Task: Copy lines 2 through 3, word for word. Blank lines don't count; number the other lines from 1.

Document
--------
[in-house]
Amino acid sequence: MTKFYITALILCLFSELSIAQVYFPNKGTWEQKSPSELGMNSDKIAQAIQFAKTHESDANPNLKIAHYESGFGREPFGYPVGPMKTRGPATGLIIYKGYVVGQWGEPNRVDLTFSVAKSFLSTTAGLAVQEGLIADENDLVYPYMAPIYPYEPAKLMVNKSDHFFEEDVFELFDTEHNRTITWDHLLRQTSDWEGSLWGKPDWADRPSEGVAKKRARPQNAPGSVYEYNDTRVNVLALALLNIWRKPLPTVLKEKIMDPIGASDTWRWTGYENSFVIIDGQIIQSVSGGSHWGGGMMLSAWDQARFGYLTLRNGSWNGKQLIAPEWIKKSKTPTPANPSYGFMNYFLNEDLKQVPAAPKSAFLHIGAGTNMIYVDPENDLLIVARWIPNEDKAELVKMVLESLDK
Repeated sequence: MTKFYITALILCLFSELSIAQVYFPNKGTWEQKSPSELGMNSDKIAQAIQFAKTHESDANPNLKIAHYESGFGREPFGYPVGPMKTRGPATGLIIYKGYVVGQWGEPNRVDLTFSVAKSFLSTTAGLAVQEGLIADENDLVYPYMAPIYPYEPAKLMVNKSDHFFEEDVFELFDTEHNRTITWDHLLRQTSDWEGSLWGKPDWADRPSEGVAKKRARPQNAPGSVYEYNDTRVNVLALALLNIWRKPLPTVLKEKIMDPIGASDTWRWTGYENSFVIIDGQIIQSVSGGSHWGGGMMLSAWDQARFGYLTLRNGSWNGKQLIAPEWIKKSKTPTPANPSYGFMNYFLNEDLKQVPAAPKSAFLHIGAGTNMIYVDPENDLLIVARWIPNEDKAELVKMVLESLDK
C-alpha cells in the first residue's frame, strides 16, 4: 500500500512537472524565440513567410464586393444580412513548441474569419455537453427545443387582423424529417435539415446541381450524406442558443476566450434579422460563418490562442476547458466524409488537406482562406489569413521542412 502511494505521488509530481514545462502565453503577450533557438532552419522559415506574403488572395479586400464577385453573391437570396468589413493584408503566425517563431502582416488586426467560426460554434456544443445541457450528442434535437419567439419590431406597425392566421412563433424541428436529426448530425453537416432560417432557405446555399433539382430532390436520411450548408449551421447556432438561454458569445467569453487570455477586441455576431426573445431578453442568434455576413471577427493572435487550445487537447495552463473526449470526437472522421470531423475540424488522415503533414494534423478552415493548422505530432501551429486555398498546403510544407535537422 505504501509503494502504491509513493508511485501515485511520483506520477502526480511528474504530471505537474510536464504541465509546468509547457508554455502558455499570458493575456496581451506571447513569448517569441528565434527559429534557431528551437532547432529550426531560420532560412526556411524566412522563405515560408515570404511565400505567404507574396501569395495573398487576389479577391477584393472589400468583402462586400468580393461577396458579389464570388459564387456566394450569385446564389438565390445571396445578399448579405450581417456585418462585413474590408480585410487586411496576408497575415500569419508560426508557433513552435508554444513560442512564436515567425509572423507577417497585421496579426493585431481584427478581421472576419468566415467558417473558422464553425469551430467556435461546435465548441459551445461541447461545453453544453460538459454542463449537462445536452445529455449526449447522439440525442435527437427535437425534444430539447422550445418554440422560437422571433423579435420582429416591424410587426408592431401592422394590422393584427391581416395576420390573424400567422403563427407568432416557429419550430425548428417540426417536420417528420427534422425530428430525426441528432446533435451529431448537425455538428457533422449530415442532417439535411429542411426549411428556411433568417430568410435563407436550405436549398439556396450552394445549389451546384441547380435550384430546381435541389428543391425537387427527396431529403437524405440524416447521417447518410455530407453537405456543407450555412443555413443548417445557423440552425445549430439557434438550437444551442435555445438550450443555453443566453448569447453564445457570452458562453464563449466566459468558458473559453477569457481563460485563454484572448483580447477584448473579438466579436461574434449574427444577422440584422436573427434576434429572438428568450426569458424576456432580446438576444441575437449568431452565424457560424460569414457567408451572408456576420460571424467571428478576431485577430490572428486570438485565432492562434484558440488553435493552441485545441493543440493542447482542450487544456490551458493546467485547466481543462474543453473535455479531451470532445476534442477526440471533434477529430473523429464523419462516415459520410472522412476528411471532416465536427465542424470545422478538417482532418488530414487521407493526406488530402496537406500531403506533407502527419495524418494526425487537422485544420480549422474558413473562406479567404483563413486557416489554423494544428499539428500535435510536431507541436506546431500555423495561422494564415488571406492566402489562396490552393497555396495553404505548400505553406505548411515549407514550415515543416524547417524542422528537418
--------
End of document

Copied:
Amino acid sequence: MTKFYITALILCLFSELSIAQVYFPNKGTWEQKSPSELGMNSDKIAQAIQFAKTHESDANPNLKIAHYESGFGREPFGYPVGPMKTRGPATGLIIYKGYVVGQWGEPNRVDLTFSVAKSFLSTTAGLAVQEGLIADENDLVYPYMAPIYPYEPAKLMVNKSDHFFEEDVFELFDTEHNRTITWDHLLRQTSDWEGSLWGKPDWADRPSEGVAKKRARPQNAPGSVYEYNDTRVNVLALALLNIWRKPLPTVLKEKIMDPIGASDTWRWTGYENSFVIIDGQIIQSVSGGSHWGGGMMLSAWDQARFGYLTLRNGSWNGKQLIAPEWIKKSKTPTPANPSYGFMNYFLNEDLKQVPAAPKSAFLHIGAGTNMIYVDPENDLLIVARWIPNEDKAELVKMVLESLDK
Repeated sequence: MTKFYITALILCLFSELSIAQVYFPNKGTWEQKSPSELGMNSDKIAQAIQFAKTHESDANPNLKIAHYESGFGREPFGYPVGPMKTRGPATGLIIYKGYVVGQWGEPNRVDLTFSVAKSFLSTTAGLAVQEGLIADENDLVYPYMAPIYPYEPAKLMVNKSDHFFEEDVFELFDTEHNRTITWDHLLRQTSDWEGSLWGKPDWADRPSEGVAKKRARPQNAPGSVYEYNDTRVNVLALALLNIWRKPLPTVLKEKIMDPIGASDTWRWTGYENSFVIIDGQIIQSVSGGSHWGGGMMLSAWDQARFGYLTLRNGSWNGKQLIAPEWIKKSKTPTPANPSYGFMNYFLNEDLKQVPAAPKSAFLHIGAGTNMIYVDPENDLLIVARWIPNEDKAELVKMVLESLDK